WEST JORDAN, Utah - After a dry February, this week’s snow was a welcome relief to local water conservancy districts, but it’s too soon to tell if it’ll be enough to get us out of a drought pattern.
The National Weather Service reports current snowpack levels across the state are at between 70 to 90 percent of normal following Tuesday’s snowstorm. They sound like good numbers, but Salt Lake City National Weather Service meteorologist in charge Randy Graham said they need to be compared to where we’re at in the season.
“Our water supply forecast for the summer from the Colorado Basin Forecast Center is still below 75 percent of normal runoff in most areas,” Graham said. “That’s because the soil is so dry. We have a lot of catch up to do as far as recharging the soil moisture across the state.”
Water managers at the Jordan Valley Water District watch the weather religiously this time of year. The snow fall in the mountains, somewhere between half a foot and a foot, was a welcome sight, but public information manager Linda Townes said it’s too soon to say whether it will be enough.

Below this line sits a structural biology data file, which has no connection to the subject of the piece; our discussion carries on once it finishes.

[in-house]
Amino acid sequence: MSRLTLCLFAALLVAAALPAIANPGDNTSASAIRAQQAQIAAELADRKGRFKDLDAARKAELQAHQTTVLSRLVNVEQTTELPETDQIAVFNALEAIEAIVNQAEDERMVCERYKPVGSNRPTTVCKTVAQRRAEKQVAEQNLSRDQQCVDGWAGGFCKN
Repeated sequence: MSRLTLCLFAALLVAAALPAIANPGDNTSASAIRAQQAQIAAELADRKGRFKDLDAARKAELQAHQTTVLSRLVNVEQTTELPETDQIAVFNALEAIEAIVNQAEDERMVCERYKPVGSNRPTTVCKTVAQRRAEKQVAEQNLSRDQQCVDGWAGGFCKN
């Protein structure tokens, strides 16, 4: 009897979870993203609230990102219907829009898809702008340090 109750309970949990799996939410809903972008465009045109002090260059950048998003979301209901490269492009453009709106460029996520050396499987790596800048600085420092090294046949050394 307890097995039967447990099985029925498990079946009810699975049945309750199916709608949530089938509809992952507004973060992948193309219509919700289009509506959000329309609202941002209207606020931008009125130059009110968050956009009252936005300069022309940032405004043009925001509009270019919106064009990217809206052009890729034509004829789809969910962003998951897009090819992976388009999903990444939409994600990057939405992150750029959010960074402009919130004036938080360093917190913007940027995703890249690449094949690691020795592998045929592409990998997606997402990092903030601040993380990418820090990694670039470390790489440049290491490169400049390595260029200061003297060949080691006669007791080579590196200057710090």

“In February there was really no rain, no snow,” Townes said. “We went from 100 percent capacity in reservoirs to 87 percent, this last storm helped. We need several more like it.”
Graham said to get back to what’s considered normal for our area, we need about six to 12 storms just like the last one. That’s not likely to happen, which is why water managers say it’s important people continue to have a conservation mindset even though we’ve had a better year than last year.
“People start watering as soon as it gets hot, it doesn’t matter what time of year it is,” Townes said. “They can actually wait to water, and their roots will grow deeper because they chase the water, so if you can hold off watering, your grass will be healthier and we won’t use as much water.”
Townes said if the weather can be cool and wet until about mid-April, that will ensure snow storage stays where it needs to be until we need it.